The appalling case of Alois Dvorzac, an 84-year-old man with dementia and heart disease who suffered a fatal heart attack whilst an immigration detainee, has given a shocking insight into the broken immigration detention system currently operating in the UK.
Mr Dvorzac was detained by the UK Border Agency at Gatwick airport in January 2013 whilst attempting to travel from Canada to Slovenia to see his estranged daughter. He was taken to Harmondsworth Immigration Detention Centre and was held there for three weeks until he had to be taken to hospital for emergency treatment.
Last week, the inquest into his death heard how he died of a heart attack following an emergency hospital admission; prior to his death he had been in handcuffs for five hours. The jury found failings at Harmondsworth citing “a lack of unified procedures and training and access to relevant data records in dealing with a person of this age and capacity”.
A report by the Prisons and Probation Ombudsman, who also have a role in oversight of Immigration Detention Centres, stated that the end of Mr Dvorzac’s life had been “shameful” and “wholly unacceptable”, concluding that his detention by the Home Office was on “the threshold of inhuman and degrading.”
The treatment of Mr Dvorzac, an elderly, frail man, during his detention by the state was truly shocking. After being found wandering in a confused state at Gatwick airport Mr Dvorzac was held overnight there in a holding room. There was no bed and he would have had to sleep on chairs. Thereafter he was held for weeks in detention, and the inquest heard that he did not understand why he was being detained.
Mr Dvorzac’s treatment is by no means an isolated incident. Unfortunately poor treatment of immigration detainees, many of whom are in poor health or who suffer from mental illness, is all too common. We know this from our own cases, having seen physical violence from staff, failures in medical care, shambolic record keeping, poor understanding of mental health issues, inadequate communication between staff and people who should not have been detained in the first place. Such failures can lead to devastating consequences such as the preventable death of Brian Dalrymple, an American tourist detained at Harmondsworth in 2011. We represented his family at the inquest into his death which delivered a verdict of natural causes contributed to by neglect. The jury considered that there were failures in the medical care that Brian Dalrymple, a 34-year old suffering from schizophrenia and hypertension, received. These failures ultimately contributed to his death from a ruptured aorta.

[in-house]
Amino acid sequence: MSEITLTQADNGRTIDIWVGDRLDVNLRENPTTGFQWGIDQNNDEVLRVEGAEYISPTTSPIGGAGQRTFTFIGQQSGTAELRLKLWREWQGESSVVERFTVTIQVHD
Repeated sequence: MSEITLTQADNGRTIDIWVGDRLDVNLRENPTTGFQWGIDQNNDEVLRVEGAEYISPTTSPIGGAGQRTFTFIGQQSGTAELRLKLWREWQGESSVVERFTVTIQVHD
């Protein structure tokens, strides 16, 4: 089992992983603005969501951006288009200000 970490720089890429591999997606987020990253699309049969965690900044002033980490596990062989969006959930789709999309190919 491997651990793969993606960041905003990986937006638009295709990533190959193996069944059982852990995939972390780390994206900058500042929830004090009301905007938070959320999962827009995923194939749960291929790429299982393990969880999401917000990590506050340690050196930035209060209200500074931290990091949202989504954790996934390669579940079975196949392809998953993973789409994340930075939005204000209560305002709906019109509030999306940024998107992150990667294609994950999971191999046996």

Independent reports, such as the one into Yarls Wood Immigration Removal Centre published by the Chief Inspector of Prisons in the summer, show major failings. The report found conditions at Yarls Wood had deteriorated to the extent that almost half of the women held there feared for their safety.
The state not only has a duty to protect life but also not to subject people to inhuman and degrading treatment. It is essential that these duties are taken seriously by those responsible for immigration detention. They must invest the necessary time and money, develop and monitor proper procedures and employ competent and properly trained, committed staff. They need to ensure that detainees are properly looked after and are enabled to live with some dignity and respect, whatever their nationality or entitlement to be here. This should be the case whether state bodies are running detention centres or in the increasingly common scenario of privately managed facilities – the state cannot wash its hands of its human rights obligations to vulnerable people through privatisation.
Mr Dvorzac’s death prompted a review of Home Office policy on restraints. His inquest heard that nine out of ten people in immigration detention were taken to hospital in handcuffs. There is now a presumption that sick detainees should not be restrained on hospital visits. Further change is needed however, including an urgent and thorough review of the operation of our immigration system and the welfare of detainees, including assessing the impact of privatisation on the service. We need to question whether private companies that lack a culture of public service and whose primary obligation is to deliver a profit to shareholders, should really be responsible for vulnerable detainees.
The Home Office must act now to ensure detention centres are capable of fulfilling their duties under the European Convention of Human Rights and that alternatives to detention are found for the vulnerable such as the 84 year old Mr Dvorzac.